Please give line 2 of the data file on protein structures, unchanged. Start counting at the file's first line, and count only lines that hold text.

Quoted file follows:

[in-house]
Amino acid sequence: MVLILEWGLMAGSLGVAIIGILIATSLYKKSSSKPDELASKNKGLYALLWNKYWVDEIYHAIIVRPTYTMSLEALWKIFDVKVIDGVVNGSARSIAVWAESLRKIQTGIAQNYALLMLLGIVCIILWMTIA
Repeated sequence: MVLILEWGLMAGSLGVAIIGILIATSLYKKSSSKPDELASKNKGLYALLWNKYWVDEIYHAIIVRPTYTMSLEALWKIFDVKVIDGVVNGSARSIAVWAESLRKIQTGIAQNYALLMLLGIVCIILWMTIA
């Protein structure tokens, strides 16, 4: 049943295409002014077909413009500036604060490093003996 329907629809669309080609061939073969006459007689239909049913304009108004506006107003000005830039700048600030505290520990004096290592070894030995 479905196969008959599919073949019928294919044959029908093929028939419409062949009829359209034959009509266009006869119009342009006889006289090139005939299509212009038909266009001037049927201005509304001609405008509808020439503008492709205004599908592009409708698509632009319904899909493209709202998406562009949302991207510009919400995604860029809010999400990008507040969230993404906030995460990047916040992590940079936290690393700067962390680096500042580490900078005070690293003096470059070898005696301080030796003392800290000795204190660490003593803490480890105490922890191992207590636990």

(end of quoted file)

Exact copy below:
Amino acid sequence: MVLILEWGLMAGSLGVAIIGILIATSLYKKSSSKPDELASKNKGLYALLWNKYWVDEIYHAIIVRPTYTMSLEALWKIFDVKVIDGVVNGSARSIAVWAESLRKIQTGIAQNYALLMLLGIVCIILWMTIA